US Air Force Tests ‘Angry Kitten’ Electronic Warfare Tech on Reaper Drone: A Blend of Formidable and Furry

The United States Air Force has married the formidable with the fuzzy in their recent tests of electronic warfare technology on a popularly employed drone.

The 556th Test and Evaluation Squadron finished preliminary ground and flight evaluations in April, focusing on an MQ-9A Reaper equipped with the “Angry Kitten” ALQ-167 Electronic Countermeasures Pod. This device, resembling a cat in shape, is a bundle of tech housed within a tube and was tested at the Creech Air Force Base, Nevada. The Reaper, a General Atomics Aeronautical Systems product, is typically deployed for surveillance or intelligence gathering. The ‘Angry Kitten’ pod originates from tech developed by the Georgia Tech Research Institute. The institute characterized the project in 2013 as a blend of commercially available electronics, proprietary hardware, and cutting-edge machine learning to ensure adaptability.

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US Air Force Tests Angry Kitten Electronic Warfare Tech on Reaper Drone A Blend of Formidable and Furry

According to Maj. Aaron Aguilar, assistant director of operations for the 556th Test and Evaluation Squadron, aims to widen the range of missions that the MQ-9 can carry out. The widespread and constant presence of MQ-9s on the field enables them to cover potential capability gaps in traditional platforms.

Electronic warfare (E.W.) is the unseen battle to control the electromagnetic spectrum, a crucial element for communication with allies, suppression and identification of adversaries, and weapon guidance. U.S. defense officials assert that control of this spectrum is crucial in any potential conflict with major national security threats like China or Russia. According to the 556th Test and Evaluation Squadron commander, Lt. Col. Michael Chmielewski, incorporating electronic attack capabilities on a Reaper drone is exciting. The Air Force had previously utilized ‘Angry Kitten’ in training exercises where it was used to simulate electronic assaults on trainees.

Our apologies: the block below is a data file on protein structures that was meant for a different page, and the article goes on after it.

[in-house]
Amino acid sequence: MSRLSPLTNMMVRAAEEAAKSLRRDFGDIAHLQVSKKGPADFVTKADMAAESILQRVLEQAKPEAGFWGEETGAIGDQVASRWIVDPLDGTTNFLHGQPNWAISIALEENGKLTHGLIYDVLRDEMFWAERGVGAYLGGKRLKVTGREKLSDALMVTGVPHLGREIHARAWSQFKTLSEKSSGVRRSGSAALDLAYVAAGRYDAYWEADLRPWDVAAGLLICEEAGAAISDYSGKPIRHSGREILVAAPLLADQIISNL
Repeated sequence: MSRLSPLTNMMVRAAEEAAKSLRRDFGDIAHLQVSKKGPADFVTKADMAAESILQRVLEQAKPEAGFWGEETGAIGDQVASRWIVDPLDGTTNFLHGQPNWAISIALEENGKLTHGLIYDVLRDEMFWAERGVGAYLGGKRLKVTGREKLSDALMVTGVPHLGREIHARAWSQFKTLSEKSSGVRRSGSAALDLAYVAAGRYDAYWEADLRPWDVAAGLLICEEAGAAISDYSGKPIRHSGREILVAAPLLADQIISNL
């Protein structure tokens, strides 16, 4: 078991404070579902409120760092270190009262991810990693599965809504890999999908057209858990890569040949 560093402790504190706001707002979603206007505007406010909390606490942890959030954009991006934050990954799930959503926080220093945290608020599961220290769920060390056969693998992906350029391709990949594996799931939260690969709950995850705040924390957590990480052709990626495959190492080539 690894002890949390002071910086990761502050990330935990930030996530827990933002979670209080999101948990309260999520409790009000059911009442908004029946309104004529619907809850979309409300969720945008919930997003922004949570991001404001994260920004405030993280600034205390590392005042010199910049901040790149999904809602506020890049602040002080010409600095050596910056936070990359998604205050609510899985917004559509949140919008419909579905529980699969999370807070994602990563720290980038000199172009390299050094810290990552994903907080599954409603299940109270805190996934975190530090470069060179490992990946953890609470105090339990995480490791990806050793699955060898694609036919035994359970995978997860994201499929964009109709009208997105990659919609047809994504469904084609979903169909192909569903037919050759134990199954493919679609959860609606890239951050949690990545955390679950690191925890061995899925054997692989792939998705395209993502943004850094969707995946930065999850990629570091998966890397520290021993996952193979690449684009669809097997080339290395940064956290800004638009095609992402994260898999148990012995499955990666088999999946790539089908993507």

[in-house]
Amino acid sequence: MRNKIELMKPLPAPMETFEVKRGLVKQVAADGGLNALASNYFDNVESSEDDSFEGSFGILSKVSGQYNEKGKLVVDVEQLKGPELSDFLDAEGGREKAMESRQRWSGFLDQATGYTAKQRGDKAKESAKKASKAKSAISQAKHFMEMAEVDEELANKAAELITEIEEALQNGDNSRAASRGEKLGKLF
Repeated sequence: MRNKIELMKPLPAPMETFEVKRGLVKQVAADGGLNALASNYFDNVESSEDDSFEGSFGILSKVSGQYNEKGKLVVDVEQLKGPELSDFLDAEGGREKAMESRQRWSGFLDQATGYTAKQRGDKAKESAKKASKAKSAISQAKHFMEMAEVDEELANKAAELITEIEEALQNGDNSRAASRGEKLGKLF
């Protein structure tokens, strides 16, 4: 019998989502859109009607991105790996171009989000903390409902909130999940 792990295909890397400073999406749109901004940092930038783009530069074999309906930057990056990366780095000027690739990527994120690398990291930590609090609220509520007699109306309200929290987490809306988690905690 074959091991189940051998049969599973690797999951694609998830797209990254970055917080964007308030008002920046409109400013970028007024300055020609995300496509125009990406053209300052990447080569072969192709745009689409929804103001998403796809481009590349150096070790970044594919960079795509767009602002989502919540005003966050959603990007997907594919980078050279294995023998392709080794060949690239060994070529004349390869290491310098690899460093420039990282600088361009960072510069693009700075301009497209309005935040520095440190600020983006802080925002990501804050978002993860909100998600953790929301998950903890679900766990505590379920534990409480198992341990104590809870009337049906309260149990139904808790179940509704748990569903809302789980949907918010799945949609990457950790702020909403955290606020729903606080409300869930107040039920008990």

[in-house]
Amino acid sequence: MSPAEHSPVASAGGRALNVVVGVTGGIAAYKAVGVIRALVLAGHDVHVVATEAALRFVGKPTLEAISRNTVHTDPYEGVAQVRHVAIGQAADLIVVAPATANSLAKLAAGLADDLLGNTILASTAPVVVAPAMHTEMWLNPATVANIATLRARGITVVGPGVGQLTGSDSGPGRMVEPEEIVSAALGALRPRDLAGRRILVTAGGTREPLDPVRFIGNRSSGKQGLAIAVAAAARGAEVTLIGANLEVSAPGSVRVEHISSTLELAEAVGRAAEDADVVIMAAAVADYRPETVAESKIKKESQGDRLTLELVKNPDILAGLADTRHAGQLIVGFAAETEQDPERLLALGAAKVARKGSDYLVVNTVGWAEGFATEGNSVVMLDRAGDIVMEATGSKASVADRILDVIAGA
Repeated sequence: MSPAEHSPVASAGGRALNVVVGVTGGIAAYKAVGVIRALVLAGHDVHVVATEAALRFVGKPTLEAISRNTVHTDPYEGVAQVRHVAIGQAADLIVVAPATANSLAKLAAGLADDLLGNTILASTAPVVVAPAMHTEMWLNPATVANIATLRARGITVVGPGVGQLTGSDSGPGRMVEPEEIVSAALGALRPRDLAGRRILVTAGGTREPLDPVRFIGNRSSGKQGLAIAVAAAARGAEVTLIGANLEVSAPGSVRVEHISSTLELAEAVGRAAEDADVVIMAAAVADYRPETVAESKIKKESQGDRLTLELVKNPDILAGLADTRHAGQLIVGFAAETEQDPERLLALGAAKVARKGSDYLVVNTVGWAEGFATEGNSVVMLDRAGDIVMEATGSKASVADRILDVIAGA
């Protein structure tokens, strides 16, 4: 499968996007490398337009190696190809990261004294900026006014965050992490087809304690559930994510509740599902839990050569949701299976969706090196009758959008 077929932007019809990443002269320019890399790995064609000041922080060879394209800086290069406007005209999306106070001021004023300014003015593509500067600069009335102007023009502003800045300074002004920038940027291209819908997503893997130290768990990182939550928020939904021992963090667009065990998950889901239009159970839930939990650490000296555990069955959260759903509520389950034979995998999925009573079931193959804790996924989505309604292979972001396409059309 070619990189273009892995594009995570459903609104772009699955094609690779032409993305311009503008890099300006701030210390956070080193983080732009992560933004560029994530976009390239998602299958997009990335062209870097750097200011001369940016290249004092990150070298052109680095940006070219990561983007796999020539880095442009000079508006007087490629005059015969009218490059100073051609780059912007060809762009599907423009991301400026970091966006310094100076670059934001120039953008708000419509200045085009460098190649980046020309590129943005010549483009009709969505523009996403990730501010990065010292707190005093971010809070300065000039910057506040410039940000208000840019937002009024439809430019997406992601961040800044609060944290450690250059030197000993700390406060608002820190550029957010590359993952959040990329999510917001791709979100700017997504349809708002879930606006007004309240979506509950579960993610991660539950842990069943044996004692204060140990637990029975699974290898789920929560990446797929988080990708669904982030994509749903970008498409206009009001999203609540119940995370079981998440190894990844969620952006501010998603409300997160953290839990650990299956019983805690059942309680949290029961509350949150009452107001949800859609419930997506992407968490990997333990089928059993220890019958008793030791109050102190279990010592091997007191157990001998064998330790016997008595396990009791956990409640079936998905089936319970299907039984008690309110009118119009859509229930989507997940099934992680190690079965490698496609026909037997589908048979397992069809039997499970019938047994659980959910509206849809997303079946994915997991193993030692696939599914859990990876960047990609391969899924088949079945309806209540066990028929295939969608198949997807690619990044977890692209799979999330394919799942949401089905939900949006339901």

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Chmielewski believes that sustained disruption over fifteen hours, combined with a significant force, could force an enemy to react and bolster strategic deterrence.

The ‘Angry Kitten’ moniker is an amalgamation of a lighthearted joke and the design’s objectives, per a 2013 Newsweek report. Contrary to the usual intimidating names seen in military hardware like ‘Hellfire missile,’ ‘Predator drone,’ and ‘Stryker combat vehicle,’ ‘Angry Kitten’ stands out. Despite its quirky name, Roger Dickerson, a senior research engineer at the Georgia Tech Research Institute’s Sensor and Electromagnetic Applications Laboratory, emphasized in 2015 that the pod symbolizes highly advanced technology.

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Dickerson stated that their focus has been on enhancing the capabilities and preparedness of combatants in their sponsor organizations, namely the Army, the Navy, and particularly the U.S. Air Force’s air combat community.

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